[00:45:26] Paul Roetzer: And the real kicker is who's building Neuralink that embeds this stuff right into your brain, but Elon Musk. Musk.

[00:45:32] Paul Roetzer: Um, make your own call if you trust Elon Musk with your brain data or not. But it's, it's, it's just a whole nother realm that I hadn't really spent a lot of time thinking about that I guess we'll talk about on future episodes.

[00:45:47] Google Makes Structural Changes to Support AI Efforts

[00:45:47] Mike Kaput: So in some other news, Google CEO Sundar Pichai just released a company wide note that details some structural changes related to how Google is pursuing

[00:45:59] Mike Kaput: So [00:46:00] first, the company is consolidating teams that focus on building models across research and Google DeepMind. All of this work, says Pichai, will now sit in DeepMind. The responsible AI teams from research are also moving. to Google DeepMind, quote, to be closer to where the models are built and scaled.

[00:46:21] Mike Kaput: Google's Devices and Services product area and its Platforms and Ecosystems groups are also being put into a new product area called Platforms and Devices. So, Paul, this is definitely some Google inside baseball, but it does seem to kind of indicate Some talent and responsibility is being centralized into Google DeepMind.

[00:46:41] Mike Kaput: We've been talking lately on episodes about how Demis Hassabis, head of DeepMind, has been taking a more active and prominent role in the press, and seeing his public profile raised. Like, what do you see as going on here?

[00:46:55] Paul Roetzer: That was the first thing I thought of is this is a lot more under Demis's [00:47:00] domain. the research and models under DeepMind, the responsible AI teams in research now reporting to DeepMind. I would imagine. A lot of this potentially is in reaction to the failed launch of the image generation tool and the apparent miscommunications and oversights within that.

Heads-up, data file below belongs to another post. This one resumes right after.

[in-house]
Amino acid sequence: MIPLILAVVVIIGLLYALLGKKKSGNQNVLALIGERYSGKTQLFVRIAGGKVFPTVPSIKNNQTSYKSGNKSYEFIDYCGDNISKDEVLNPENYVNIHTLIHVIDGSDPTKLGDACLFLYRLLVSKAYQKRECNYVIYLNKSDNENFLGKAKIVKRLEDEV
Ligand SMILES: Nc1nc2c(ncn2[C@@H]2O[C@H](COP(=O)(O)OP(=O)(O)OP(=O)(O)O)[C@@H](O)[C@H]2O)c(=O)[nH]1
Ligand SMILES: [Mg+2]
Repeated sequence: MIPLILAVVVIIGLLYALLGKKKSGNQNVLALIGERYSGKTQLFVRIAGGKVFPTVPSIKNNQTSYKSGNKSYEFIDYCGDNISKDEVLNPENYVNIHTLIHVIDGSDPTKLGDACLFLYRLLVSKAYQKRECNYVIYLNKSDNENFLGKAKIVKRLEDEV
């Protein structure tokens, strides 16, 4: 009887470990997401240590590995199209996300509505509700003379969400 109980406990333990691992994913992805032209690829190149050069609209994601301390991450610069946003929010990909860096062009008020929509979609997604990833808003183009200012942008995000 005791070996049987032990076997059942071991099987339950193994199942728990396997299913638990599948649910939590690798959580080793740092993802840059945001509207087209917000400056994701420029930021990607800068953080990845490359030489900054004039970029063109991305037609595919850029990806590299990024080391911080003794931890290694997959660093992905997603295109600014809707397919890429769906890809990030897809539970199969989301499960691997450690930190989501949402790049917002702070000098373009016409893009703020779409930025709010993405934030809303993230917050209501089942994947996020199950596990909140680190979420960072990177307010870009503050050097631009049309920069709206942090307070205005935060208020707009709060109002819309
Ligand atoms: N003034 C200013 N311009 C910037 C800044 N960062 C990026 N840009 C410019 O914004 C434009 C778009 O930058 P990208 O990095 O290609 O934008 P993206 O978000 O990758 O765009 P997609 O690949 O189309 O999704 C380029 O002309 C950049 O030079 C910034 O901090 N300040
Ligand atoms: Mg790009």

[00:47:20] Paul Roetzer: And I would imagine Demis was very unhappy. He certainly sounded unhappy in the interviews I've heard since. So, you know, maybe as someone do this, the other interesting thing that may be nothing, but I just found noteworthy is the last few main things related to like anything related to Google DeepMind, And, Google broadly, Sundar and Demis co authored.

[00:47:44] Paul Roetzer: Like, they, on the blog post, they were both at the top of it, from both of them, and then it would have perspective from both of them. This, this blog post is basically about Google DeepMind, and Demis is not mentioned. He is not co authored on it. So, again, maybe absolutely nothing, [00:48:00] but it was just noteworthy to me that they seemed to be making a play to have Sundar and Demis co author things, and this one was not.

[00:48:07] Paul Roetzer: Um, Would have been a natural thing to have a few quotes from Demis in there about his excitement about having the models underneath the team and the Responsible AI team closer, like providing perspective. But this was very much a Sundar message. And then I always have to laugh. It's an internal message that they just released because they know someone's going to leak it anyway.

[00:48:24] Paul Roetzer: So they just like publish these internal emails as blog posts because they know it's going to get to the information or Verge or whoever within like 10 seconds.

[00:48:33] The Ethics of Advanced AI Assistants

[00:48:33] Mike Kaput: So researchers at Google DeepMind have also been a bit busy. They dropped a mammoth new paper. It is over 270 on the ethics of advanced assistance.

[00:48:47] Mike Kaput: So this paper explores what the ethical and societal implications are aI assistance or AI agents. In a blog post talking about this they said, quote, [00:49:00] imagine a future where interact regularly with a range of advanced.

[00:49:04] Mike Kaput: AI Assistants, and where millions of interact with each other on our behalf. These experiences and interactions may soon become part of our everyday reality. And as part of this, the researchers argue it's going to be really, really important to think proactively about how this phenomenon will change and disrupt our world.